高機率機經聽力--Johannes Vermeer's Girl With a Pearl Earring
The painting Girl with a Pearl Earring (Dutch: Het Meisje met de Parel) is one of Dutch painter Johannes Vermeer's masterworks and, as the name implies, uses a pearl earring for a focal point. Today the painting is kept in the Mauritshuis gallery in The Hague. It is sometimes referred to as "the Mona Lisa of the North" or "the Dutch Mona Lisa".
2. Tronie: （荷蘭當時最流行的繪畫主題：人像）-->
is a common type, or group of types, of works of Dutch Golden Age painting and Flemish Baroque painting that shows an exaggerated facial expression or a stock character in costume.
The background of the Girl with a Pearl Earring does not appear as it does when it came off the Vermeer's easel some 340 years ago. Recent analysis demonstrates that the artist had painted a transparent "glaze"亮光漆 of green paint over the dark underpainting. Originally, the background must have appeared as a smooth, glossy, hard and deep translucent green. This tone set against the warm flesh tone probably produced a more vibrant optical effect than the one which can be observed today. The green glaze was composed of three pigments (see left): indigo (a natural dye from the indigo plant) and weld (a natural dye from the yellow flowers of the woud plant widely used to dye clothes in Vermeer's day).
4. Turban 女用頭巾：-->
In respects to the paint-handling of other interior fine paintings of the time, the broad brushwork of the turban is astounding. The object is reduced to two flat shapes of blue. The complicated folds and tucks, which would have certainly be visible, have been entirely eliminated for the sake of simplicity.
The blue part of the turban was painted with natural ultramarine, an extremely costly pigment made of crushed lapis lazuli (青金石) that Vermeer's contemporaries rarely used. The chromatic (彩色的) brilliance of this pigment can be clearly appreciated where it has been applied unadulterated (with lead white) in the rendering of the bright blue part of the girl's turban. Since Vermeer continued to employ without reserve this pigment even in the last few years of his life when he faced a dramatically deteriorating financial situation due to the war with France, it may be that his rich Delft patron Pieter van Ruijven covered the cost.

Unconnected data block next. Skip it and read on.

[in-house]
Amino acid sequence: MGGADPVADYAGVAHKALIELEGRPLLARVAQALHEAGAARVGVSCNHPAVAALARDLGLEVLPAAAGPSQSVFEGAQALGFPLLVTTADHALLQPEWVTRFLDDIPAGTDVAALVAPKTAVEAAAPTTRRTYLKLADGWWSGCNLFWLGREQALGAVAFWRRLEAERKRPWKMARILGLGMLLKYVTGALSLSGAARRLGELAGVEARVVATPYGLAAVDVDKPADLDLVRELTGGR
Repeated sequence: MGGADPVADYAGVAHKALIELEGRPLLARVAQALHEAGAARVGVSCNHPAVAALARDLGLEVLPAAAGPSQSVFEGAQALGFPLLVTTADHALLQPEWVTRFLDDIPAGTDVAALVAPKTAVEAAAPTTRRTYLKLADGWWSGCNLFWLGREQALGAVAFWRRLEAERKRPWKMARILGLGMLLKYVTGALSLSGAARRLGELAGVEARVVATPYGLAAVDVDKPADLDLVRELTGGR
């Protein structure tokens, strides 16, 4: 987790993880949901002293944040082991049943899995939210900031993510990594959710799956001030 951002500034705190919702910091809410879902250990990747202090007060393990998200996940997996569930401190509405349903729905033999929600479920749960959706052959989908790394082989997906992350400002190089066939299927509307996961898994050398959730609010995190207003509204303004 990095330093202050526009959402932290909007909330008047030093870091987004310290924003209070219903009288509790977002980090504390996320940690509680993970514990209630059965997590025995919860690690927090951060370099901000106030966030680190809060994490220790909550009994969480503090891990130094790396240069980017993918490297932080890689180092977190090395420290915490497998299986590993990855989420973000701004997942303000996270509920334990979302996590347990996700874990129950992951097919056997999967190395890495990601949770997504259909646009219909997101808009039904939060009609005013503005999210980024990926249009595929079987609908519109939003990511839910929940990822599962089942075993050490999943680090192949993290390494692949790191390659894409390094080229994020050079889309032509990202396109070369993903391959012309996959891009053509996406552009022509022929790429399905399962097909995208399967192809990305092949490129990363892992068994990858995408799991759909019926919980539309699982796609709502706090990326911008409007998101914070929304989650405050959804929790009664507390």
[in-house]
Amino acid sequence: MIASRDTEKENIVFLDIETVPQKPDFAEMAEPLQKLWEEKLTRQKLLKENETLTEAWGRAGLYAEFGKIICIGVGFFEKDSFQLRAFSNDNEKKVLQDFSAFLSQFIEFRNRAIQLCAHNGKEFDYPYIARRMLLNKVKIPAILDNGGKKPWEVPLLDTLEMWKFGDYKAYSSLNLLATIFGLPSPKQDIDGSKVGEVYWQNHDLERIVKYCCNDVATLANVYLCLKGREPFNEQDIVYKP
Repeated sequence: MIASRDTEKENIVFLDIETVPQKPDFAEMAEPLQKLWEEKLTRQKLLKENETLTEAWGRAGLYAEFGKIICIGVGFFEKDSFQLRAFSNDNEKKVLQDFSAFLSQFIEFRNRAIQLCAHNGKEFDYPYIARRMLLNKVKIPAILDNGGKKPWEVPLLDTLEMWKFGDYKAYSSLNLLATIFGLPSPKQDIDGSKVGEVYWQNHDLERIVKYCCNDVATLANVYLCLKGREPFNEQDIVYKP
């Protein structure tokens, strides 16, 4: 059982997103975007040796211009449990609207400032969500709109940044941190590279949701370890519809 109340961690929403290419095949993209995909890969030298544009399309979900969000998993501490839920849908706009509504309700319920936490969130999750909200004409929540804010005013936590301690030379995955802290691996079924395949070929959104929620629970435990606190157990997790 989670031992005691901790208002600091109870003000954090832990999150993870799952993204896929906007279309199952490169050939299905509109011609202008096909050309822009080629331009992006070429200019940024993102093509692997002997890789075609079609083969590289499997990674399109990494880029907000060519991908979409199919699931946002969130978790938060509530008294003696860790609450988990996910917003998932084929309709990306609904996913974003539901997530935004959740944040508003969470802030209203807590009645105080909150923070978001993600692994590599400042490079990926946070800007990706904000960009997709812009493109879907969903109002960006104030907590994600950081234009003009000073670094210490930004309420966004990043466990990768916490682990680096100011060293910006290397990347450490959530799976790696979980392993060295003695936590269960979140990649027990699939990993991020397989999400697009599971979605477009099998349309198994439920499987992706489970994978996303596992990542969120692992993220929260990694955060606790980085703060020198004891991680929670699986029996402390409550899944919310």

Vermeer writers have frequently noted that no line defines the profile of the left-hand side of the girl's nose. The bridge is given precisely the color and tone of the adjacent cheek. The lines of the right side of her nose and nostril are lost in shadow as well. Moreover, the blue section of the turban has been reduced to two essential tones of ultramarine blue, one lighter and one darker.
These and other characteristics have lead more than one scholar to believe that Vermeer had created the Girl with a Pearl Earring with the aid of camera obscura, a sort of precursor of the modern photographic camera. The imperfect lens of the period camera tends to eliminate line and reduce the tonal range of lights and darks.